Biological network inference

From Wikipedia, the free encyclopedia
Jump to: navigation, search

Biological network inference is the process of making inferences and predictions about biological networks.

Biological networks[edit]

In a topological sense, a network is a set of nodes and a set of directed or undirected edges between the nodes. Many types of biological networks exist, including transcriptional, signalling and metabolic. Few such networks are known in anything approaching their complete structure, even in the simplest bacteria. Still less is known on the parameters governing the behavior of such networks over time, how the networks at different levels in a cell interact, and how to predict the complete state description of a eukaryotic cell or bacterial organism at a given point in the future. Systems biology, in this sense, is still in its infancy.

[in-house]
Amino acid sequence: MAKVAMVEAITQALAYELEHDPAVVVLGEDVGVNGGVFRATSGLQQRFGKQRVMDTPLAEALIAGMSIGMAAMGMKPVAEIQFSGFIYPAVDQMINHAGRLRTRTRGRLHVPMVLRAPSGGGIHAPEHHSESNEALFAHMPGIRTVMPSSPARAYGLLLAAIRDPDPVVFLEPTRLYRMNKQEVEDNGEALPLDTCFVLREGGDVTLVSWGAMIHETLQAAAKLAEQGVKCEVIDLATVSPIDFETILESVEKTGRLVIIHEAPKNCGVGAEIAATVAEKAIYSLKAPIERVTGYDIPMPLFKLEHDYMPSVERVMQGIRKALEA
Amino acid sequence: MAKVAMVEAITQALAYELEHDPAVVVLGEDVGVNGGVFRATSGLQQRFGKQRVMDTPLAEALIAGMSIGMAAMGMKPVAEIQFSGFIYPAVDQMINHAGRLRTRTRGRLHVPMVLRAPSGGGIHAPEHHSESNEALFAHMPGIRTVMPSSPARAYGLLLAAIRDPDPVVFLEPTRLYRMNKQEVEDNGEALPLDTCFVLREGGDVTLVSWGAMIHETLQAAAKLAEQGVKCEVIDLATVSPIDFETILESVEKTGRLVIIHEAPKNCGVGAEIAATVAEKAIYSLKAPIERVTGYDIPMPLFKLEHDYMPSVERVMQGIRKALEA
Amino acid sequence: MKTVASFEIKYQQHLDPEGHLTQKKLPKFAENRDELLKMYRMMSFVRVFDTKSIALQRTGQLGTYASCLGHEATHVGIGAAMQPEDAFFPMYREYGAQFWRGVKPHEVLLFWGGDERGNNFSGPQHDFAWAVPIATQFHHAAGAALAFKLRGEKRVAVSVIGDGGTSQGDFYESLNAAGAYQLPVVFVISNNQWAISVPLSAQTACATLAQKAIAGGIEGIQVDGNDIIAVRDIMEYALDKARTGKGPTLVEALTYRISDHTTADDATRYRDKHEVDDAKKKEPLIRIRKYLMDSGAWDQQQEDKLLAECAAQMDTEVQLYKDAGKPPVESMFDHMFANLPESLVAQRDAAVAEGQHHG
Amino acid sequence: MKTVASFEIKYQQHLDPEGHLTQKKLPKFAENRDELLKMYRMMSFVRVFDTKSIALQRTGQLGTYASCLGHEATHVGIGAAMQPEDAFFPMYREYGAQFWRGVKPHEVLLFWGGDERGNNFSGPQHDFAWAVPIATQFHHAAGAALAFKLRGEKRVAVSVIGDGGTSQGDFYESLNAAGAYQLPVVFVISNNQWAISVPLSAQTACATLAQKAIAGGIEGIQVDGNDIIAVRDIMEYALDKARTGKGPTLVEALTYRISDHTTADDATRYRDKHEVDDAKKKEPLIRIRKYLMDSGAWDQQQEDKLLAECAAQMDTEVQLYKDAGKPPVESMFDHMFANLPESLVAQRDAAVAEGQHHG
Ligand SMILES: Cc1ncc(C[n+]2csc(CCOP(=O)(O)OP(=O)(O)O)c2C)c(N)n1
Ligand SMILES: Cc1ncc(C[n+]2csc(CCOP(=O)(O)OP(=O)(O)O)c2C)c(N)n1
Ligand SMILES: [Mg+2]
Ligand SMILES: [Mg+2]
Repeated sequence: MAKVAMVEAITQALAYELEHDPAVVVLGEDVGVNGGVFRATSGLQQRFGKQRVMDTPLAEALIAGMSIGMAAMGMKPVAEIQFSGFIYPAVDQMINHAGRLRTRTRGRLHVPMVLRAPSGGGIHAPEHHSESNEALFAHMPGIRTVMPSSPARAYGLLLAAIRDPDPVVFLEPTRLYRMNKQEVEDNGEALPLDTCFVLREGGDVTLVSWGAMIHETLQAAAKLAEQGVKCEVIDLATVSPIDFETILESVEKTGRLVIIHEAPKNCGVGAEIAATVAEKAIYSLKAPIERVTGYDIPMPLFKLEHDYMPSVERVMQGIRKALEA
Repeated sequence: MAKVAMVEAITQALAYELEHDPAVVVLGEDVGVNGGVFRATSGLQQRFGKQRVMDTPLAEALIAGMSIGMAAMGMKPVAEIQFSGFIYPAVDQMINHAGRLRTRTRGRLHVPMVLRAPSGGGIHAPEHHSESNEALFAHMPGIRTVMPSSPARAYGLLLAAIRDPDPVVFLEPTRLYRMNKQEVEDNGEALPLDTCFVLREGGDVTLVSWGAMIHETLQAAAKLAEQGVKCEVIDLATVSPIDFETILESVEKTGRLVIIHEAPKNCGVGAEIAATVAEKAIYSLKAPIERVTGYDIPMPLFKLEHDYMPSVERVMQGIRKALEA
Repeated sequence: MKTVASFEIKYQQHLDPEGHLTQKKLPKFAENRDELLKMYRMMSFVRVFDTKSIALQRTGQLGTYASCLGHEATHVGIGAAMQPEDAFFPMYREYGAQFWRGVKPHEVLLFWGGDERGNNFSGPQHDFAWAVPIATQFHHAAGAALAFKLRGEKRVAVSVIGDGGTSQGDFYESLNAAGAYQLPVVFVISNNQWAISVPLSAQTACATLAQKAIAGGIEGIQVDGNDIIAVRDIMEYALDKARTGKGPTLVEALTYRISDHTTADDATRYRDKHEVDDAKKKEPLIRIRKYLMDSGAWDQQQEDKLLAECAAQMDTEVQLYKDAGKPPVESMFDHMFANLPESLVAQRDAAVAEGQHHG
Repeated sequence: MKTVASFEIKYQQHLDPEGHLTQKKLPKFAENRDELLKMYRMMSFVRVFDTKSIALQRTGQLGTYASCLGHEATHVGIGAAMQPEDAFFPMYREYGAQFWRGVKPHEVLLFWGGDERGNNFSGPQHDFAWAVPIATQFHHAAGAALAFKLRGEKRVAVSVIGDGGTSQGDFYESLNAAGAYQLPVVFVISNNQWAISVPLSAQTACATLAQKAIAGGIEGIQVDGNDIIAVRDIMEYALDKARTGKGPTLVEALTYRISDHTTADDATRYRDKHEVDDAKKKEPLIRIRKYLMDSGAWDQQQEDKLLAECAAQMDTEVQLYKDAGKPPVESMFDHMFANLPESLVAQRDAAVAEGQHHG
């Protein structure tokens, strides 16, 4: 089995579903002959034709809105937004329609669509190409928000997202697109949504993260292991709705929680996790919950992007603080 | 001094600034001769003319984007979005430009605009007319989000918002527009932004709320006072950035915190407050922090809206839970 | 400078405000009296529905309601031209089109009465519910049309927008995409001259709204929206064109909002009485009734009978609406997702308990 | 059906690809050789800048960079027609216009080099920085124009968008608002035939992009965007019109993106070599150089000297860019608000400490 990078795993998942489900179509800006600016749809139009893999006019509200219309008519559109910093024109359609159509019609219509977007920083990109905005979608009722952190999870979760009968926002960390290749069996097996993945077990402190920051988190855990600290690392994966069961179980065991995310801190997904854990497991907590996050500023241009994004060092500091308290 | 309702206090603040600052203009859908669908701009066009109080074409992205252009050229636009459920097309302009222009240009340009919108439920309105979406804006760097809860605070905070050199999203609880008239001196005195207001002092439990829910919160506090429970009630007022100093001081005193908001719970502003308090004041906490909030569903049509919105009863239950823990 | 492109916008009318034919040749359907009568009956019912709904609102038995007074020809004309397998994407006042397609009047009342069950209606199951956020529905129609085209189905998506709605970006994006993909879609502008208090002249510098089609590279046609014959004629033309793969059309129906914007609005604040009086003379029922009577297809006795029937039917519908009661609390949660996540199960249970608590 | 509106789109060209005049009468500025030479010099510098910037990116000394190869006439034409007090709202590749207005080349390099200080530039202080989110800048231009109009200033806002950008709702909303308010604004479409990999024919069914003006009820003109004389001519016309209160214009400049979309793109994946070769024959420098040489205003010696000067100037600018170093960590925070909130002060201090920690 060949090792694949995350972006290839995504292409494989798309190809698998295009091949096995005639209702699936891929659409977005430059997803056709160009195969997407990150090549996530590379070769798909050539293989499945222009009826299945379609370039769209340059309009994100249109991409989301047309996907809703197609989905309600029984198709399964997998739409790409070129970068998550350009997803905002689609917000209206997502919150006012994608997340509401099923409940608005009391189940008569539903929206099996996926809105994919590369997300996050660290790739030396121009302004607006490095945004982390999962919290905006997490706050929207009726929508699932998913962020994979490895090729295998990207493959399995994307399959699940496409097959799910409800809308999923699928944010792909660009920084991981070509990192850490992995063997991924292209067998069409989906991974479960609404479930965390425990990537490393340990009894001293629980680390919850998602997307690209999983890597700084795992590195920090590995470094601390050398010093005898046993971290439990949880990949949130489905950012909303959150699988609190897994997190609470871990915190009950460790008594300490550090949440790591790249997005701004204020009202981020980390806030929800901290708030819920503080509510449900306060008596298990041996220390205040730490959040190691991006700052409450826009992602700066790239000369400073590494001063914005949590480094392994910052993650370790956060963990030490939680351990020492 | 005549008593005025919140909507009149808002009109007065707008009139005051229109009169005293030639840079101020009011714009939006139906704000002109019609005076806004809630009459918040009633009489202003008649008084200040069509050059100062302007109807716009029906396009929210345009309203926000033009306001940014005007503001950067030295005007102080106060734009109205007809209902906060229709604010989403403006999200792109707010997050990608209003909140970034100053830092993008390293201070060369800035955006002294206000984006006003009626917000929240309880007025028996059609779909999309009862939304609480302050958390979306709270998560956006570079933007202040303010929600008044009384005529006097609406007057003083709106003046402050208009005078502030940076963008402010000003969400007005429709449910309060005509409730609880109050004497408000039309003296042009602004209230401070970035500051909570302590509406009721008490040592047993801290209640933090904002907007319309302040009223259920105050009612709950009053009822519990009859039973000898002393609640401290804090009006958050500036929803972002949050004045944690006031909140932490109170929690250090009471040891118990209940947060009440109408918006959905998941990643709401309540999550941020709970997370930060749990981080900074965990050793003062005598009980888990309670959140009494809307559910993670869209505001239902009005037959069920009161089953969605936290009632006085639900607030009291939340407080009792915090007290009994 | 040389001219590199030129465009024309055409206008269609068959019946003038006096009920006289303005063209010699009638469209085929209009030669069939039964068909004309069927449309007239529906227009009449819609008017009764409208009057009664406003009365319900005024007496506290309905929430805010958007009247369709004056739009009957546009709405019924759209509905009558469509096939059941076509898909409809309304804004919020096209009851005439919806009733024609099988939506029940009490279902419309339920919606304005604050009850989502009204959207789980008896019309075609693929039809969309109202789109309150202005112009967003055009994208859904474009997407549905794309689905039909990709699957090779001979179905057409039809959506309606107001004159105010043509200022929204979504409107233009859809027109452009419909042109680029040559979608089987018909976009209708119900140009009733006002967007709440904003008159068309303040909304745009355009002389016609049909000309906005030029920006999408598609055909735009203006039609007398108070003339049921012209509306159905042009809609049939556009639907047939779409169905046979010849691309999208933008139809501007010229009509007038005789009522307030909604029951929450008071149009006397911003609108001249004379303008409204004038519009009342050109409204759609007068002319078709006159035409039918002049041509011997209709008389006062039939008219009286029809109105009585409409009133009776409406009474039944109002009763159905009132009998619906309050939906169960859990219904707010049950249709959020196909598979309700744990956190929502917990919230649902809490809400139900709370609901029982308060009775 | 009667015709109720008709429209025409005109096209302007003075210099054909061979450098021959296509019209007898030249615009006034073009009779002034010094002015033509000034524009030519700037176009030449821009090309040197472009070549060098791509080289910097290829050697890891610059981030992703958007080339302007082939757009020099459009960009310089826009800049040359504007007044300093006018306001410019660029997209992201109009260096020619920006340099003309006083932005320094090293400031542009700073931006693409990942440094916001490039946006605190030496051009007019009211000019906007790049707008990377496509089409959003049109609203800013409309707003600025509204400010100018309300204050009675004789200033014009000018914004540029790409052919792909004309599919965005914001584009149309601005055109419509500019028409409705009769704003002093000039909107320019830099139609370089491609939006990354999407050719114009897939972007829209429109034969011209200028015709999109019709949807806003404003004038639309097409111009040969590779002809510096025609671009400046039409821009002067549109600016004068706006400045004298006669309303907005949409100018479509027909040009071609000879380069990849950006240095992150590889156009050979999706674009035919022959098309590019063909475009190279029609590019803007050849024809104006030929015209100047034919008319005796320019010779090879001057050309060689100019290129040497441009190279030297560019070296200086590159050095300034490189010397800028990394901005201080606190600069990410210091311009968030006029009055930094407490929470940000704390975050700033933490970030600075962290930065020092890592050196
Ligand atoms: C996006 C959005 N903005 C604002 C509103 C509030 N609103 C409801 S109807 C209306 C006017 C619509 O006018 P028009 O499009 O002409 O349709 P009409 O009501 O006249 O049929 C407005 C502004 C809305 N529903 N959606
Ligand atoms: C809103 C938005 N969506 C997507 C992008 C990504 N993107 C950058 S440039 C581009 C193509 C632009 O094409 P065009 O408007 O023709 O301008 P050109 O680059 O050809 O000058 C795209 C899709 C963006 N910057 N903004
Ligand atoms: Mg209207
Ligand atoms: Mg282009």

There is great interest in network medicine for the modelling biological systems. This article focuses on a necessary prerequisite to dynamic modeling of a network: inference of the topology, that is, prediction of the "wiring diagram" of the network. More specifically, we focus here on inference of biological network structure using the growing sets of high-throughput expression data for genes, proteins, and metabolites. Briefly, methods using high-throughput data for inference of regulatory networks rely on searching for patterns of partial correlation or conditional probabilities that indicate causal influence.[1][2] Such patterns of partial correlations found in the high-throughput data, possibly combined with other supplemental data on the genes or proteins in the proposed networks, or combined with other information on the organism, form the basis upon which such algorithms work. Such algorithms can be of use in inferring the topology of any network where the change in state of one node can affect the state of other nodes.

Transcriptional regulatory networks[edit]